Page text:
S Corporations are preferable when owners are taking cash distributions out of the company, since compensation is subject to payroll taxes and distributions out of a C Corporation are subject to double taxation. S Corporation shareholders must be paid reasonable compensation, which is not eligible for the QBI deduction. However, other income passing through to the owner from the S Corporation should qualify for the lower QBI tax rate. Owners considering selling their businesses in the near term should also consider maintaining S Corporation status to build-up basis and avoid double taxation on the sale of their company.

Changes to Income Recognition and What it Means for You

A major change under tax reform impacted taxpayers with average annual gross receipts under $25 million over the prior three taxable years. Before 2018, all contractors whose average annual gross receipts were over $10 million were required to use the percentage of completion method for their long-term contracts. Additionally, C Corporations whose average gross receipts were over $5 million were required to use the overall accrual method of accounting for regular tax purposes.

Starting in 2018, these “small” taxpayers could use the cash, accrual, completed contract or percentage of completion method of accounting for regular tax purposes. Changing from your current method to a new method allowed under the law is an automatic change requiring the filing of Form 3115. Taxpayers need to carefully analyze which method makes sense for their business, considering the type of contracts and growth expectations. This can be a detailed analysis but can yield significant tax savings for a construction business and its owners.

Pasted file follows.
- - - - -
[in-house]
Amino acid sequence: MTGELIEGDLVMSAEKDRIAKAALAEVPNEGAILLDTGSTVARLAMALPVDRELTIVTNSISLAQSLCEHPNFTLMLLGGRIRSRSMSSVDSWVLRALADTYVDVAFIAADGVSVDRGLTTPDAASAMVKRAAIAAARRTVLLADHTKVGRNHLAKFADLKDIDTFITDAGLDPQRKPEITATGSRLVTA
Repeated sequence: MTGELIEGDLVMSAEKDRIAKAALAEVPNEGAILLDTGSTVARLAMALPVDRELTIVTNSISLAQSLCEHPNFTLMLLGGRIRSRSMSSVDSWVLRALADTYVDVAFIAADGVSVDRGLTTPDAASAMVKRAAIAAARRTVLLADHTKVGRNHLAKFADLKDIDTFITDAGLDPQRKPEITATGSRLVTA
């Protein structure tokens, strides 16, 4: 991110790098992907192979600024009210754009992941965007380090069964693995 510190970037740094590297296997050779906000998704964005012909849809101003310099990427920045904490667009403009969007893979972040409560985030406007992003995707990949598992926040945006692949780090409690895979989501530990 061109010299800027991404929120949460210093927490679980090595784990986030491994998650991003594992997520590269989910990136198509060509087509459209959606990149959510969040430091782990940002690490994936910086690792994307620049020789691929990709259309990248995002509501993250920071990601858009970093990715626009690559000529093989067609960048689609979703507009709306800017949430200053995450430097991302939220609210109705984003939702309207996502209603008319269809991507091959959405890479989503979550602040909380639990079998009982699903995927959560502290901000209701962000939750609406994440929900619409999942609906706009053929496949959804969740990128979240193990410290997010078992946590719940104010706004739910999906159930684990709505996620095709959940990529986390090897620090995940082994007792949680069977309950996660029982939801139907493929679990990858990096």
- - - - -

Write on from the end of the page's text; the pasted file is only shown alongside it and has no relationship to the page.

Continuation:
Conversion to C Corporation

Many of these components could make revoking an S Corporation election or converting a partnership to a C Corporation appealing to construction companies. Despite the incentives to convert to a C Corporation, taxpayers must evaluate the double taxation of C Corporation dividends and gains on stock sales vs. the impact of new business deduction for pass through entities to determine which selection is best for their business.

Several other important considerations include:

  • Calendar year taxpayers, who want to be taxed as a C Corporation for 2020, must file an S Corporation revocation election by March 15, 2020; and this revocation must be consented to by over 50% of the shareholders of the S Corporation
  • S Corporation status cannot be reelected for five years after the revocation
  • It could be beneficial to set up multiple companies to take advantage of the specific benefits of a C Corporation and pass through entity status